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A Rockstar Recovery

From a young age, Dylan Lambert felt different. He was originally from Montreal, Canada and grew up in a small town in rural Georgia. His opportunities seemed few and far between, and the future looked bleak. With little to do, he began to drink.

At first, he drank to ease his anxiety and help him sleep. After a while, though, Dylan decided that it was more fun to drink than to go to school. It got to the point that he found himself drinking during every part of his day. dylan lambert playing a guitar on a couch sitting next to a dog

“I was just so profoundly sad all the time. I felt like I had the life falling out of me slowly since the day I was born,” Dylan said. “There was no potential for love left in me, and I was doomed pretty much from the start.”

As his drinking continued, Dylan found himself slowly becoming a worse friend to the people he cared about most. Things became all about him, and he lost regard for anyone or anything else. He realized he had hit his breaking point when he got involved with his best friend’s girlfriend. He checked himself in for treatment a week later.

When Dylan first arrived at UF Health Florida Recovery Center, he was scared. He didn’t know what to expect and felt that he had lost most control over his life. He became confrontational, and it took a lot of adjustment. Upon leaving, he relapsed and was found with alcohol poisoning by a savior he refers to as K. This led to his second attempt at recovery at FRC.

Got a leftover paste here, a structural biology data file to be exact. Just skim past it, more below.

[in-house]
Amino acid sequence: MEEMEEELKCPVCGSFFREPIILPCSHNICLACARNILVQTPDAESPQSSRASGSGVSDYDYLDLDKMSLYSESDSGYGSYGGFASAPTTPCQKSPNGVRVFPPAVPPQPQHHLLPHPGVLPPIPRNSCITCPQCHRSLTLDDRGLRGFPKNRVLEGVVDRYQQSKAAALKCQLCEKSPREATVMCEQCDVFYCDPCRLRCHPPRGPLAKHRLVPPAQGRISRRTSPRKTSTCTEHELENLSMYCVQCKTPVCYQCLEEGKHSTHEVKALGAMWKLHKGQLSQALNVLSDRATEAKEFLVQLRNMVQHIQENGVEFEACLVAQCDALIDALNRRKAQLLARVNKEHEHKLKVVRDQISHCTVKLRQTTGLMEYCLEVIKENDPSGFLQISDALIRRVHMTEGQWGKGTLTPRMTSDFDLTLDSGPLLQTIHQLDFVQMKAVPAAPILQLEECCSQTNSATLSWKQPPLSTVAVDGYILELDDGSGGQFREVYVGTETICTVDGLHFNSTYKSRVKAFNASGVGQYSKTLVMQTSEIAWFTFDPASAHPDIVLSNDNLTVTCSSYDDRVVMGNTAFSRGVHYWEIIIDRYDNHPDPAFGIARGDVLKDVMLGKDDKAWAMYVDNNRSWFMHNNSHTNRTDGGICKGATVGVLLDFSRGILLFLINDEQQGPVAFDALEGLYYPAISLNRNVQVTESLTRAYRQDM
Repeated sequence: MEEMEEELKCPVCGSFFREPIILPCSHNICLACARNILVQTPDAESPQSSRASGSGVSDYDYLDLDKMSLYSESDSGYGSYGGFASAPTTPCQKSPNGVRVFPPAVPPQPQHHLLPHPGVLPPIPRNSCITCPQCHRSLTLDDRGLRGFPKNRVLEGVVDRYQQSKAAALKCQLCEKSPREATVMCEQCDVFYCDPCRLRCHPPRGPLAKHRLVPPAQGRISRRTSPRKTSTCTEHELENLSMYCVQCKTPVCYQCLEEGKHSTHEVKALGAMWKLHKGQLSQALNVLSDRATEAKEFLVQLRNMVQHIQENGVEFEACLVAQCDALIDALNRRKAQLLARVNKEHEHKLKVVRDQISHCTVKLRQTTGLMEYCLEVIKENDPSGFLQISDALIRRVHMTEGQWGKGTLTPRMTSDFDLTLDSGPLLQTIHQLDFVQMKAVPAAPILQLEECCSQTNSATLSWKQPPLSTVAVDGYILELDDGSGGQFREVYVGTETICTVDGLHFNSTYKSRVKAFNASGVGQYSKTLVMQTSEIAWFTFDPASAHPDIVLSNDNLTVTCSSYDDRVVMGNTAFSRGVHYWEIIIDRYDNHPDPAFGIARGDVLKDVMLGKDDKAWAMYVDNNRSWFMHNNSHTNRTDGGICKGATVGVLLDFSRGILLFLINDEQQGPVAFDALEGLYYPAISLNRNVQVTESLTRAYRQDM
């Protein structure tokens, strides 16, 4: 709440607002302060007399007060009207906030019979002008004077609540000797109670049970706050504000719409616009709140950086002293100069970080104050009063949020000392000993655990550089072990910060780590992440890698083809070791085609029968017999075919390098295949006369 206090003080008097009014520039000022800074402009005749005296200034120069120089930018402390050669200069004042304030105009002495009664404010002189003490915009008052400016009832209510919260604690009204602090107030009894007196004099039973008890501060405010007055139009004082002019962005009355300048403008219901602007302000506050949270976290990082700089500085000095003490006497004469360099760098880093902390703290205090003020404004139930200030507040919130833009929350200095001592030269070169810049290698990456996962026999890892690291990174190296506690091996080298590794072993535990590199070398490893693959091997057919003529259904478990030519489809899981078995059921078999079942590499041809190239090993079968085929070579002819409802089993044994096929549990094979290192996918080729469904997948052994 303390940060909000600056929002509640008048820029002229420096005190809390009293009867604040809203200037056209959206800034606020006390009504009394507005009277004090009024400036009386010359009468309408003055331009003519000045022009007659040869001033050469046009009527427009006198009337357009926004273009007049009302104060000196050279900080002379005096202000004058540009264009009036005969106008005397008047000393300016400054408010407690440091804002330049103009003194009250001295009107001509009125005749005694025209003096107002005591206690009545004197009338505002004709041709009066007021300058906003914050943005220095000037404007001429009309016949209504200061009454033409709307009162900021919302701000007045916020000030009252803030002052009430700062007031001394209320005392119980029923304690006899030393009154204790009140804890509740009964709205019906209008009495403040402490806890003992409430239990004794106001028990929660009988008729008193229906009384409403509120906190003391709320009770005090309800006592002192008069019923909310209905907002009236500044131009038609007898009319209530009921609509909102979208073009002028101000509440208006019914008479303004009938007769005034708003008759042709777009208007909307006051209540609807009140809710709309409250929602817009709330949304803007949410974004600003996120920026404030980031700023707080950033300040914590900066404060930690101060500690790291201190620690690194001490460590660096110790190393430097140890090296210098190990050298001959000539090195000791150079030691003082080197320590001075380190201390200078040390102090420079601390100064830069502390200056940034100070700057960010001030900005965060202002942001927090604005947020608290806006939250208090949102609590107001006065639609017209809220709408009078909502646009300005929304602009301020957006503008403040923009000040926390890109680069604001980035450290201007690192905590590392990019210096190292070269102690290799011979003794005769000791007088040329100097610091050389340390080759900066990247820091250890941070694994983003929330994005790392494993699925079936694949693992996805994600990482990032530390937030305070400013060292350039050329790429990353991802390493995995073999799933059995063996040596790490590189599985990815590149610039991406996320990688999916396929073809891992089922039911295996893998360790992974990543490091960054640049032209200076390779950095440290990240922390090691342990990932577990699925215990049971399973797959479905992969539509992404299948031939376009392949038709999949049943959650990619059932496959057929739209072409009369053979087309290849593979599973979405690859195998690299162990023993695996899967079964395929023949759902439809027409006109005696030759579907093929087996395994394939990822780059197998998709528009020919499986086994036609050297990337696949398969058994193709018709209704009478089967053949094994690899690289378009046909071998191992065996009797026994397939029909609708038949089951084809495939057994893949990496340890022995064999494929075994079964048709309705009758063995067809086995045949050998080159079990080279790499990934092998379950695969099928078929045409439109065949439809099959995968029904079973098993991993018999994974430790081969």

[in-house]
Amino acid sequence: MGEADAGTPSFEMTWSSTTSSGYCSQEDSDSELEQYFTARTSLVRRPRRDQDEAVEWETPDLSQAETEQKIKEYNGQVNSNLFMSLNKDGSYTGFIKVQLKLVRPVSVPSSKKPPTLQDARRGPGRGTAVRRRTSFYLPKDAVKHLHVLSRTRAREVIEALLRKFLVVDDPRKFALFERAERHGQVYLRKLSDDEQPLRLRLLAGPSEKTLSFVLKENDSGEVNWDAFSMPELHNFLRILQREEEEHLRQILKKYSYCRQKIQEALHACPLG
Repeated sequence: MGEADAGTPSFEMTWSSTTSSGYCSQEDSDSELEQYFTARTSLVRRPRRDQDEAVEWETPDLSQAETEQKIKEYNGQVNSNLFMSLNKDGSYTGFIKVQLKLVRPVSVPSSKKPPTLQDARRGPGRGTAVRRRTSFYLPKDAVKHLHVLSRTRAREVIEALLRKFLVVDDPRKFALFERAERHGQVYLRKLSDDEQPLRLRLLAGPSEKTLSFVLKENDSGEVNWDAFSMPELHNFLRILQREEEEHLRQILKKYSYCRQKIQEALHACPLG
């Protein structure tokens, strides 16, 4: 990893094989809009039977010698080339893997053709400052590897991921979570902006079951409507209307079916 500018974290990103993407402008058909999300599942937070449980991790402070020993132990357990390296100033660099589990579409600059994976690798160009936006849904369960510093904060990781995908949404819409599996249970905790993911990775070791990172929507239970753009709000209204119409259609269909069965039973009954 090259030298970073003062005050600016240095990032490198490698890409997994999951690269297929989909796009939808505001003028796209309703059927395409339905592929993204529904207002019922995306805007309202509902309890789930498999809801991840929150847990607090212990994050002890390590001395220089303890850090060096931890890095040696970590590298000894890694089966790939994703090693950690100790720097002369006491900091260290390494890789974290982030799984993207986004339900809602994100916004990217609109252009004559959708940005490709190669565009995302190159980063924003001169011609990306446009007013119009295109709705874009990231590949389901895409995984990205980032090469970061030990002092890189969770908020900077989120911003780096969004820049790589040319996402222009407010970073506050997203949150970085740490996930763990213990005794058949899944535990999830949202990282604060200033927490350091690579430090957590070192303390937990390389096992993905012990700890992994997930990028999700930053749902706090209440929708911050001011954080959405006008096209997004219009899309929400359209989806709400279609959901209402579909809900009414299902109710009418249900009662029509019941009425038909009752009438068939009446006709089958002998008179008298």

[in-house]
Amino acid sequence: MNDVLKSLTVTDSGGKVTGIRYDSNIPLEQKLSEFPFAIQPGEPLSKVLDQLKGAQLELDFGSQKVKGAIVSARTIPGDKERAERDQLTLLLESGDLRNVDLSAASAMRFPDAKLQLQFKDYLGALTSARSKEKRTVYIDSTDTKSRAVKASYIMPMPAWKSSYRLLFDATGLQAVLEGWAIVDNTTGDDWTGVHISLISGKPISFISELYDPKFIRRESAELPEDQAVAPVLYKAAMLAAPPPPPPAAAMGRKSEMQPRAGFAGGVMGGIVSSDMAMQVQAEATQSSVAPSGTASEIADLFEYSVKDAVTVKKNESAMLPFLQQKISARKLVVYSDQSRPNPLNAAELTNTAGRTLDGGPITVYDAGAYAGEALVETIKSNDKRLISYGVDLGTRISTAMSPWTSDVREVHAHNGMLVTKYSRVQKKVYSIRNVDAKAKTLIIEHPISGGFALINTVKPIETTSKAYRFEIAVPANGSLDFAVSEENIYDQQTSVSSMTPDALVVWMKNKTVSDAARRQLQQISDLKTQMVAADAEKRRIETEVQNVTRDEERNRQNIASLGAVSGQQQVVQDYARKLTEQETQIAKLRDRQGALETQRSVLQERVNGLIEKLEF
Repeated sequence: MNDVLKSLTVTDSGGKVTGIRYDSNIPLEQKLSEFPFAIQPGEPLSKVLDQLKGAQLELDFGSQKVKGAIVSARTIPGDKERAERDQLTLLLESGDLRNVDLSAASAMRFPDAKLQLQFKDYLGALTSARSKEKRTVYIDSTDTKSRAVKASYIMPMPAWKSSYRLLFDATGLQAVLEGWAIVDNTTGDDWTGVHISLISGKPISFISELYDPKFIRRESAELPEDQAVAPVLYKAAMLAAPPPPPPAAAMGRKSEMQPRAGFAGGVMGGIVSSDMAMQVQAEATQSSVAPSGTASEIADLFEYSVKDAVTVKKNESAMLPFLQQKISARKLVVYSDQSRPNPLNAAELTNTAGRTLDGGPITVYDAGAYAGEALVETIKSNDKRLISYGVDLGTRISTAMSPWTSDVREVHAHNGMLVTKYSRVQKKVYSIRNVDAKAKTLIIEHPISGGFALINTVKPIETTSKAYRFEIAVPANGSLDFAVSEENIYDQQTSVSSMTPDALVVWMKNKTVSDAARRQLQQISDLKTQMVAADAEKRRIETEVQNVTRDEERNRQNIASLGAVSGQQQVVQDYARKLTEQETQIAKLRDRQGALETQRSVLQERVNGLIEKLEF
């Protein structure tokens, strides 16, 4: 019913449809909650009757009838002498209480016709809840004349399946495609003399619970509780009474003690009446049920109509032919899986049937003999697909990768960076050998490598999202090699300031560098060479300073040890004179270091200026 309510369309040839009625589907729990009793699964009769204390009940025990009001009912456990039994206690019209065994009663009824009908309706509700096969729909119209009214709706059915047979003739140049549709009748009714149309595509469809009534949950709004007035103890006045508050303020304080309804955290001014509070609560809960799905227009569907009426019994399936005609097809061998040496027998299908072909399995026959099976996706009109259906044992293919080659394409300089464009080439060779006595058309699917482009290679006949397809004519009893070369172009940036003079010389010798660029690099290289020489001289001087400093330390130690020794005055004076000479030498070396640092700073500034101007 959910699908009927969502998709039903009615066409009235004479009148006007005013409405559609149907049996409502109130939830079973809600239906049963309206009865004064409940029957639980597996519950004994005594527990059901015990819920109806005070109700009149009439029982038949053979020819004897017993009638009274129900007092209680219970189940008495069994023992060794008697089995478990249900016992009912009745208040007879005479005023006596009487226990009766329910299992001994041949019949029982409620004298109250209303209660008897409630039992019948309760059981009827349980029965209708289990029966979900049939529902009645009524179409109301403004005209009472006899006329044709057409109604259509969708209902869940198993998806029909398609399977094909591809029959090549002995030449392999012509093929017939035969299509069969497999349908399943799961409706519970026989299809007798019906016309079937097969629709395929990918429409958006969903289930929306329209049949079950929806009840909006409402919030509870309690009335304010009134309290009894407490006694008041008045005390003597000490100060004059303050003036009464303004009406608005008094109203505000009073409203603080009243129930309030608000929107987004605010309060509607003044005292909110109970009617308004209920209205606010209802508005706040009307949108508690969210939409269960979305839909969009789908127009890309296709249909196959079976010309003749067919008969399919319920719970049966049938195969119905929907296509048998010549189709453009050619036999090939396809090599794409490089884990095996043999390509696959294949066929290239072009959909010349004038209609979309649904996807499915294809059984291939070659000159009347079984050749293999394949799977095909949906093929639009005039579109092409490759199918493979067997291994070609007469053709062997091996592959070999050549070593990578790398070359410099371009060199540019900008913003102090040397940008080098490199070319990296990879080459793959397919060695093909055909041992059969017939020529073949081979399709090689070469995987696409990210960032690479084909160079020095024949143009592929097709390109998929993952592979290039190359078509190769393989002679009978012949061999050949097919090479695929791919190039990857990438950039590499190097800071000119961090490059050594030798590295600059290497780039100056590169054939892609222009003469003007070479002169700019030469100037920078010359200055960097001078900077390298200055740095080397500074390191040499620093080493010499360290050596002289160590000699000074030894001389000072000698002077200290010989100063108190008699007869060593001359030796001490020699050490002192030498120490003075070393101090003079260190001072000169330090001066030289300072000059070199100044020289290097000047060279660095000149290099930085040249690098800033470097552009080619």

“By the time I made it back, I didn’t care what happened to me,” Dylan said. “I didn’t care if I lived or died or ended up in jail or homeless.”

The start of Dylan’s second stay at FRC wasn’t easy, but he eventually gave into the routine that was presented to him and found a reason to live again. He was given a guitar, and the instrument helped shape much of his recovery process. He found comfort in the values of the treatment, which promoted vigorous honesty and gratitude. He felt he was receiving overwhelming love and support.

“I’m very cynical, but I think the recovery community goes beyond cynicism. Everyone wants you to get well and is willing to open their arms to you,” Dylan said. “I don’t think I’d be alive right now without FRC.”

Upon completing treatment, Dylan, now 24, started living his best life. He moved to Nashville, where he interns at Blackbird Studios, a recording company that has worked with performers including Carrie Underwood, Lynyrd Skynyrd and Queen. He has a girlfriend, and, inspired by his favorite bands – LCD Soundsystem and Sonic Youth – he plays rock ‘n’ roll regularly.

About the author

Devin Nori
Summer/Fall Marketing Intern

For the media

Media contact

Peyton Wesner
Communications Manager for UF Health External Communications (352) 273-9620